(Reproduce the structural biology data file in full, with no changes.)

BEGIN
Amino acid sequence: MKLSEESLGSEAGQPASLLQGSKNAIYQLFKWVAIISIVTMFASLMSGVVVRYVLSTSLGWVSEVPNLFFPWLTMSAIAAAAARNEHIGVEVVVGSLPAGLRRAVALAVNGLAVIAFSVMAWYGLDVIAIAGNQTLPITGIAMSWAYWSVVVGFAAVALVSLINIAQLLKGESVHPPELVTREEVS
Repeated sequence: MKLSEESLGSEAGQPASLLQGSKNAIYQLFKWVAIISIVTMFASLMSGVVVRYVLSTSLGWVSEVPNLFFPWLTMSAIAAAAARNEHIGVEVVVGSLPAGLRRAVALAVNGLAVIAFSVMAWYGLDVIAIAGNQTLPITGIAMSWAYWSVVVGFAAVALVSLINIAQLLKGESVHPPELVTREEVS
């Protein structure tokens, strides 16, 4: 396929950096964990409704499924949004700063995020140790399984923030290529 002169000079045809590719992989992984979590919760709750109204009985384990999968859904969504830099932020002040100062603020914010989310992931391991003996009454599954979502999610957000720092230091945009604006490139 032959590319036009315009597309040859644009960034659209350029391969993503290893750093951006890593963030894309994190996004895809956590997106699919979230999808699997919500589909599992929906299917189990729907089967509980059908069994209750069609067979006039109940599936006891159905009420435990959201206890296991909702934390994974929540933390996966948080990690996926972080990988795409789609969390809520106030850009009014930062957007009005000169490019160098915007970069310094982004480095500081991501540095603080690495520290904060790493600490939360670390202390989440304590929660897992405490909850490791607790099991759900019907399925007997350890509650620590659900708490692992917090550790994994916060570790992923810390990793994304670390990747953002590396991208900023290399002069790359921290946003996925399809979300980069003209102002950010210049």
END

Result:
Amino acid sequence: MKLSEESLGSEAGQPASLLQGSKNAIYQLFKWVAIISIVTMFASLMSGVVVRYVLSTSLGWVSEVPNLFFPWLTMSAIAAAAARNEHIGVEVVVGSLPAGLRRAVALAVNGLAVIAFSVMAWYGLDVIAIAGNQTLPITGIAMSWAYWSVVVGFAAVALVSLINIAQLLKGESVHPPELVTREEVS
Repeated sequence: MKLSEESLGSEAGQPASLLQGSKNAIYQLFKWVAIISIVTMFASLMSGVVVRYVLSTSLGWVSEVPNLFFPWLTMSAIAAAAARNEHIGVEVVVGSLPAGLRRAVALAVNGLAVIAFSVMAWYGLDVIAIAGNQTLPITGIAMSWAYWSVVVGFAAVALVSLINIAQLLKGESVHPPELVTREEVS
């Protein structure tokens, strides 16, 4: 396929950096964990409704499924949004700063995020140790399984923030290529 002169000079045809590719992989992984979590919760709750109204009985384990999968859904969504830099932020002040100062603020914010989310992931391991003996009454599954979502999610957000720092230091945009604006490139 032959590319036009315009597309040859644009960034659209350029391969993503290893750093951006890593963030894309994190996004895809956590997106699919979230999808699997919500589909599992929906299917189990729907089967509980059908069994209750069609067979006039109940599936006891159905009420435990959201206890296991909702934390994974929540933390996966948080990690996926972080990988795409789609969390809520106030850009009014930062957007009005000169490019160098915007970069310094982004480095500081991501540095603080690495520290904060790493600490939360670390202390989440304590929660897992405490909850490791607790099991759900019907399925007997350890509650620590659900708490692992917090550790994994916060570790992923810390990793994304670390990747953002590396991208900023290399002069790359921290946003996925399809979300980069003209102002950010210049």